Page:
Dr. Gary Small, M.D.

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Gary Small, M.D., is Chair of Psychiatry at Hackensack University Medical Center, and Physician in Chief for Behavioral Health Services at Hackensack Meridian Health, New Jersey’s largest, most comprehensive and integrated healthcare network. Dr. Small has often appeared on the TODAY show, Good Morning America, and CNN and is co-author (with his wife Gigi Vorgan) of 10 popular books, including New York Times bestseller, “The Memory Bible,” “The Small Guide to Anxiety,” and “The Small Guide to Alzheimer’s Disease.”

Tags: neurons | exercise | BDNF | frontal lobe
OPINION

Strength Training Boosts Brain

Dr. Small By Tuesday, 13 February 2018 04:19 PM EST Current | Bio | Archive

While most of the research connecting brain health to physical exercise has focused on cardiovascular conditioning, newer studies suggest that lifting weights or resistance training also supports better mental health.

Scientists in Brazil performed animal studies demonstrating that strength training and aerobic conditioning improve learning abilities and recall.

The animals demonstrated increased levels of brain-derived neurotrophic factor (BDNF), a protein that is linked to lower risk of dementia and better brain cell growth.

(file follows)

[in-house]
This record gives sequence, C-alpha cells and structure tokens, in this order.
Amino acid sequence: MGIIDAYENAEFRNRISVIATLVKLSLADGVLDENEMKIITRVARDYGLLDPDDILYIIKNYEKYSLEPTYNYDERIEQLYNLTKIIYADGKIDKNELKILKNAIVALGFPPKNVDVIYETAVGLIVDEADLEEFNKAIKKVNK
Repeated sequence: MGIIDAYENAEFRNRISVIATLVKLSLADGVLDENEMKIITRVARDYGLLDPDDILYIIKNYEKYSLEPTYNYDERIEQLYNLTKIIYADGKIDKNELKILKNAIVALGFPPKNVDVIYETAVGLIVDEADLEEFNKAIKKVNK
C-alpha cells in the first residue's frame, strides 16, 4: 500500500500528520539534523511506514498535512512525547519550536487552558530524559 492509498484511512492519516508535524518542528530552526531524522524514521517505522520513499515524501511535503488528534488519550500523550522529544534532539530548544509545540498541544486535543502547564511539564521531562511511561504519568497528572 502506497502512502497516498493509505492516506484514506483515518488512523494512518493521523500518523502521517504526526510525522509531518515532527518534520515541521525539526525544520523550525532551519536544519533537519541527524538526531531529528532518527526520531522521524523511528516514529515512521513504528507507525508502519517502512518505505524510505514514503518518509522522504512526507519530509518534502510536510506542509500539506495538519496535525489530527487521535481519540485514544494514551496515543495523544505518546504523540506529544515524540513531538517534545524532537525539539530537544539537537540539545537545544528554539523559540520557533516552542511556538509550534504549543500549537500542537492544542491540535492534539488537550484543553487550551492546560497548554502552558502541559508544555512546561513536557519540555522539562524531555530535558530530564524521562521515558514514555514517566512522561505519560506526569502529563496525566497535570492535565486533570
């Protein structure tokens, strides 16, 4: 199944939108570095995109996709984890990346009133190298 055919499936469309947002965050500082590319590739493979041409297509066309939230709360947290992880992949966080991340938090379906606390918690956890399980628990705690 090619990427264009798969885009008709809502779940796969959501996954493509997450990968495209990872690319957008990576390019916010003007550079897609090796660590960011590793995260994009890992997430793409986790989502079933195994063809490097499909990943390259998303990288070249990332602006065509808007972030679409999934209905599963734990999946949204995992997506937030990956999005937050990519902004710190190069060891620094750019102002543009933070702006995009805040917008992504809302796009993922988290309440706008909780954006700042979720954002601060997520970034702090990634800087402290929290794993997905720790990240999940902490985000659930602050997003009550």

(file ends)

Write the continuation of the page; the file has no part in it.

Other investigators in Japan corroborated these studies and showed that resistance training actually caused the animals’ DNA to produce BDNF.

These studies indicate that building muscle strength leads brain cells to perform gene expression, which is the process by which information contained within the gene is used to synthesize genetic products such as proteins.

Scientists have confirmed that strength training is good for humans as well. Dr. Teresa Liu-Ambrose at the University of British Columbia demonstrated that women who lifted weights showed improved mental function when compared with control subjects.

Benefits were also shown for reasoning and attention skills, which are controlled by the frontal lobe — our “thinking brain.”

How does strength training improve our mental health?

Some scientists speculate that our need to attend to form and technique while strength training provides an additional cognitive challenge that further bolsters our neurons.

© 2024 NewsmaxHealth. All rights reserved.


Dr-Small
Studies indicate that building muscle strength leads brain cells to perform gene expression, which is the process by which information contained within the gene is used to synthesize genetic products such as proteins
neurons, exercise, BDNF, frontal lobe
215
2018-19-13
Tuesday, 13 February 2018 04:19 PM
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